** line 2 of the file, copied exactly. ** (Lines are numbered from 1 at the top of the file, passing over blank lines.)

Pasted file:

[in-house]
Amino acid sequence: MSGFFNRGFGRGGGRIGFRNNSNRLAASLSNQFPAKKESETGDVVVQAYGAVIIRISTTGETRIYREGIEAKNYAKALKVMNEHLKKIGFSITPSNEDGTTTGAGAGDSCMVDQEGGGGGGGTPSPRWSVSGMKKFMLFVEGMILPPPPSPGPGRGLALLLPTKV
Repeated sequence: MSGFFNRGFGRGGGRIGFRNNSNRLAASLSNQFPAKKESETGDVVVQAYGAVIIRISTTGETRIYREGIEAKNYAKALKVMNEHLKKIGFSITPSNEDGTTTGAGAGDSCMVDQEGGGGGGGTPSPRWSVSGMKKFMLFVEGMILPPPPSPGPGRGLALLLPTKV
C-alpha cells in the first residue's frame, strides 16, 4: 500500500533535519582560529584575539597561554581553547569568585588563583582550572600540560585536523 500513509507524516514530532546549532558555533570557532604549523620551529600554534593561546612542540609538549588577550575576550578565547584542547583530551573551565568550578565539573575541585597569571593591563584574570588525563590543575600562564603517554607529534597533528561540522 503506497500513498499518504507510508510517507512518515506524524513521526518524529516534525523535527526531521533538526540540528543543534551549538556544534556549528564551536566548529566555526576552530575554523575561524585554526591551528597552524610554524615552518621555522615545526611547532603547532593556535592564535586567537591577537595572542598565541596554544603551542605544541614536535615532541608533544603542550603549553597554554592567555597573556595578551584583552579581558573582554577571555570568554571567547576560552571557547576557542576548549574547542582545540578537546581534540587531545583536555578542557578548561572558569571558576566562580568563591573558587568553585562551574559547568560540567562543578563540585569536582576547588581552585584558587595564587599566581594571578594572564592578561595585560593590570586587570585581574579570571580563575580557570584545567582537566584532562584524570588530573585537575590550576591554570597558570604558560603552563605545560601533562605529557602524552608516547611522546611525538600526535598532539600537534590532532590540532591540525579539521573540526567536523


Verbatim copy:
Amino acid sequence: MSGFFNRGFGRGGGRIGFRNNSNRLAASLSNQFPAKKESETGDVVVQAYGAVIIRISTTGETRIYREGIEAKNYAKALKVMNEHLKKIGFSITPSNEDGTTTGAGAGDSCMVDQEGGGGGGGTPSPRWSVSGMKKFMLFVEGMILPPPPSPGPGRGLALLLPTKV